Tea's Western Expansion: Mongolia and Vietnam

Mongolian Tea Rituals

Mongolia: Tea With Milk and Beef Bits, Please

What do you like to add to your tea? Milk and sugar? Maybe some honey if you have a sore throat? What about barley, salt, and a little horsemeat? These condiments may sound off-putting to some, but milk tea with salt and meat is a common treat in Mongolia.

While the ancient Mongols loved tea just as much as the next guy, their lifestyles differed greatly from their Chinese and Japanese counterparts. The Mongols were a nomadic population of horse-herder warriors (Game of Thrones fans: imagine the Dothraki with bows instead of scimitars, and you've got Mongols). Mongols adapted Chinese tea rituals to their own nomadic lifestyles. Rather than carrying around bulky bags of loose-leaf tea, the Mongols compressed and dried tea stems into solid bricks, and broke off pieces of these bricks as needed. Tea was almost always served with milk, an important staple of the Mongol nomads. For a heartier tea, savory elements like salt, rice, and yes, even meat were added to the brew!

Without the Khans, there would be no English Teatime

Mongols played a crucial role in the spread of tea westward into the Middle East and Europe. Although Genghis Khan and the Mongols are famous for their brutal warfare and conquests, their conquered territories were left in a state of relative peace and unity. This "Pax Mongolica" created a trade network spanning from western China to southeast Europe. So next time you enjoy a cup of tea, be sure to thank the Mongol hordes!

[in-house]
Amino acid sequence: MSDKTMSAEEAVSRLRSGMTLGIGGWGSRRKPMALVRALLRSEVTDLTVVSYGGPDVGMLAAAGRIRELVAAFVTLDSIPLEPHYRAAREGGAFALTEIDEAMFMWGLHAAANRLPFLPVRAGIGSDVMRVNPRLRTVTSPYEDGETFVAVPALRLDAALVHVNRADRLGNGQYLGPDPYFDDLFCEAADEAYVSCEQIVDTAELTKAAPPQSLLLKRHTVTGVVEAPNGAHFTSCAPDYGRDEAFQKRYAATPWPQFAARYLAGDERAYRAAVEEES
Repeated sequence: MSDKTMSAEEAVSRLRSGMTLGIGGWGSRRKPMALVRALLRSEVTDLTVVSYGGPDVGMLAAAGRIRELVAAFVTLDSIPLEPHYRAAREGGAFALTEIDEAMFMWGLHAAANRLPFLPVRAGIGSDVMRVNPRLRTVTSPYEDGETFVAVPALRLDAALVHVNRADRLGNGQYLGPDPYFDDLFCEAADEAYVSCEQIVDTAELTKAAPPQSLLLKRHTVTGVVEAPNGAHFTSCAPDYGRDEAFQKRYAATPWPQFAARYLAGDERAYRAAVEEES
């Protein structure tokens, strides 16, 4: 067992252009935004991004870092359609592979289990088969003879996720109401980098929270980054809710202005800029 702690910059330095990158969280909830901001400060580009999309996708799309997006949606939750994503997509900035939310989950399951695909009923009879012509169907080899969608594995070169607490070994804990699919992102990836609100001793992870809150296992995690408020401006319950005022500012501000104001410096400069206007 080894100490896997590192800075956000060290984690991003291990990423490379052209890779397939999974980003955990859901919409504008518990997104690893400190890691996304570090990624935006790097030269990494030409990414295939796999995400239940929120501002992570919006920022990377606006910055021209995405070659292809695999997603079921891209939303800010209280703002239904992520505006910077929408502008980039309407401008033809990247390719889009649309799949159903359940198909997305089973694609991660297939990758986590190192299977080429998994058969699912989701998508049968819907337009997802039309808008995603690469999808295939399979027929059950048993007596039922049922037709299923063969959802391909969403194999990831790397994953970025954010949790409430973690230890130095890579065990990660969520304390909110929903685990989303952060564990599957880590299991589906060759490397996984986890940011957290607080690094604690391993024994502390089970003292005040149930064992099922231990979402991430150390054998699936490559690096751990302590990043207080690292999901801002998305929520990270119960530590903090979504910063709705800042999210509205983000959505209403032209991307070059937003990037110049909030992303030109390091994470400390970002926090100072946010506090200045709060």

Vietnam: Will You Marry Me? Try My Tea

Vietnamese Tea Rituals

In many ways, Vietnamese tea ceremony follows in the tradition of China and Japan, with emphasis put on form and tradition. But unlike China where tea was the pastime of nobles and monks, or Japan where the tea ceremony was frequented by Samurai, Vietnam's tea practice is seen most commonly in the ritual of bringing two people together in marriage.

A traditional Vietnamese wedding begins with the groom's family bringing gifts (including tea) to the bride's family home. If the bride's family finds the gifts sufficient (and the tea strong enough!) they will welcome the groom and his family into their home, and present the bride. After they've prayed to their ancestors for a healthy marriage, the bride and groom begin preparing tea: first for their parents, and then for the rest of the wedding party. Cups of tea are exchanged for advice and blessings for the marriage. After every member of the wedding party has been served, the bride and groom get to enjoy a cup of tea themselves before snacks are brought out and the reception begins.

Have you considered incorporating tea into your next major life event? If you're not getting married soon, maybe serve tea at your next birthday, or at a graduation party. If you are getting married soon and trying to impress your in-laws, take a hint from the Vietnamese and bring a pot of fresh tea!

 

See our prior posts in the series below:

 

 

 

 

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Jude Stanion
Jude Stanion

Author


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